It seems that some skiers and even pros don't really understand the essence of modern ski technique and can't see what is going on at the highest levels of the sport - one of the contentious issues is sometimes that of being low in transition, with some suggesting that there is no such thing!
Although this is the "normal" in all great skiing and it is not your grandad's avalement, as we'll see, it's not really about who's the lowest in transition specifically, but about the efficient and effective movements which often result in a low position in transition! Read on!
Let's take a quick look at the latest winning run from Marcel Hirscher:
How tall do you think he is in transition, i.e. when the skis are flat on snow? Let's take a closer look at the transitions of the first corridor:
Do you think he's tall in transition? Hmm! If you think so, you might need better goggles!
But ok - let's say that you think boys are stronger and somehow ski differently, so let's take a look at the girls - this is the latest winning run from Mikaela Shiffrin - from the first clean corridor:
What did you see? Let's take a closer look at the transitions in the corridor:
Did this blow your mind? If so, then you need to get a membership here, to read about the current technique. It's not really a question of what they're doing to get in these positions - we'll cover that just below - the more interesting question is: what are they doing to make this work ?!?
The same movements have been used for a long time and similar stances can be observed for quite a while in racing. It is possible that this evolved together with the evolution of ski angles - lower in the turn, lower in transition:
So, what's going on? It is not a function of them doing this just for the sake of being low in transition! It simply is part of an efficient transition: they are simply flexing to release or shortening the outside leg to release the ski from the previous turn. There is a lot on that topic on this website, including the Flexing workout session and more!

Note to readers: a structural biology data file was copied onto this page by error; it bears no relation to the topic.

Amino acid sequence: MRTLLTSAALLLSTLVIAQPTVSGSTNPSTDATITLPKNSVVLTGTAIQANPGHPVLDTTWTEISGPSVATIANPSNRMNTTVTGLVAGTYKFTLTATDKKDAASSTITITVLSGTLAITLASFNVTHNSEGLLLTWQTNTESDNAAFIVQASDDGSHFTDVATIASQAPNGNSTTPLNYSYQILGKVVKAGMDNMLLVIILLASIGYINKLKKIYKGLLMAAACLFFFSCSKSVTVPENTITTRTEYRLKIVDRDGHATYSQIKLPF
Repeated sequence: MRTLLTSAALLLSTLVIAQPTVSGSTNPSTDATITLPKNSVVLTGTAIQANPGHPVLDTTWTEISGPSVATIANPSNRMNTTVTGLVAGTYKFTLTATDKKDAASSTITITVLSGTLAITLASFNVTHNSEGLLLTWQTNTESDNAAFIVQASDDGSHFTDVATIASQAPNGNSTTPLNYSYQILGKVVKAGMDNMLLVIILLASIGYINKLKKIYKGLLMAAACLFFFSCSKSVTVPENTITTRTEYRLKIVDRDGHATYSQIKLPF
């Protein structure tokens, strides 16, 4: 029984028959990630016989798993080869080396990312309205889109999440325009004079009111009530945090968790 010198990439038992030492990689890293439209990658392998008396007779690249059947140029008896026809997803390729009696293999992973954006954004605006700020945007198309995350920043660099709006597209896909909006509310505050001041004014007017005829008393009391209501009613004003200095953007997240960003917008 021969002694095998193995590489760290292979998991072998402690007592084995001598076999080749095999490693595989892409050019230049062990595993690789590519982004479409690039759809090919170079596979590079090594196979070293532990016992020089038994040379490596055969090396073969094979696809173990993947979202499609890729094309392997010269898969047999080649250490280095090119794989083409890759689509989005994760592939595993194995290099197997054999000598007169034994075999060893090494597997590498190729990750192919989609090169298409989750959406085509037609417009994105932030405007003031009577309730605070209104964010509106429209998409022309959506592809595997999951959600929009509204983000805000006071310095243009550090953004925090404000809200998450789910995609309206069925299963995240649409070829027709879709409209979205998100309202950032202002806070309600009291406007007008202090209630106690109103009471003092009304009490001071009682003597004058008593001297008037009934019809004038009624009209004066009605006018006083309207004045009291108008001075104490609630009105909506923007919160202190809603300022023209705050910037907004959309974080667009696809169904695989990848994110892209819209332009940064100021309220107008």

The reality is that this is a complex subject. One cannot just start teaching skiers or racers to "get low" or "stay low" because they will also get back! It takes some coaching subtlety to coach this specific transition well. Some of the side-effects of newbies doing it include:
This is likely why many coaches don't even "go there" - because it's not that straight forward to coach this properly and instead they still insist on pushing your hips forward - but we can't push the hips forward while releasing the skis at the same time! Coaching these movements is not a big problem, however, if you understand the movement patterns, how they interact and know what to do!
This issue is so misunderstood, some pros on Facebook claim that flexing will not even release the skis!! But the physics here is pretty simple and straightforward...
The reason that the skis turn is because of the centripetal force. When we relax the outside leg and allow it to flex or retract it, we reduce and remove the centripetal force and the turn simply ends. The COM, the body crosses over the skis and we start the new turn. It really is that simple.
Nope! I mean yes, they may appear to be back.... but no ;) ! Read the detailed discussion at low and forward.
These top athletes are not doing it for the sake of "being low" - they are doing the movements that result in this low position because of the many benefits, like:
For members, use these sessions to work on these skills: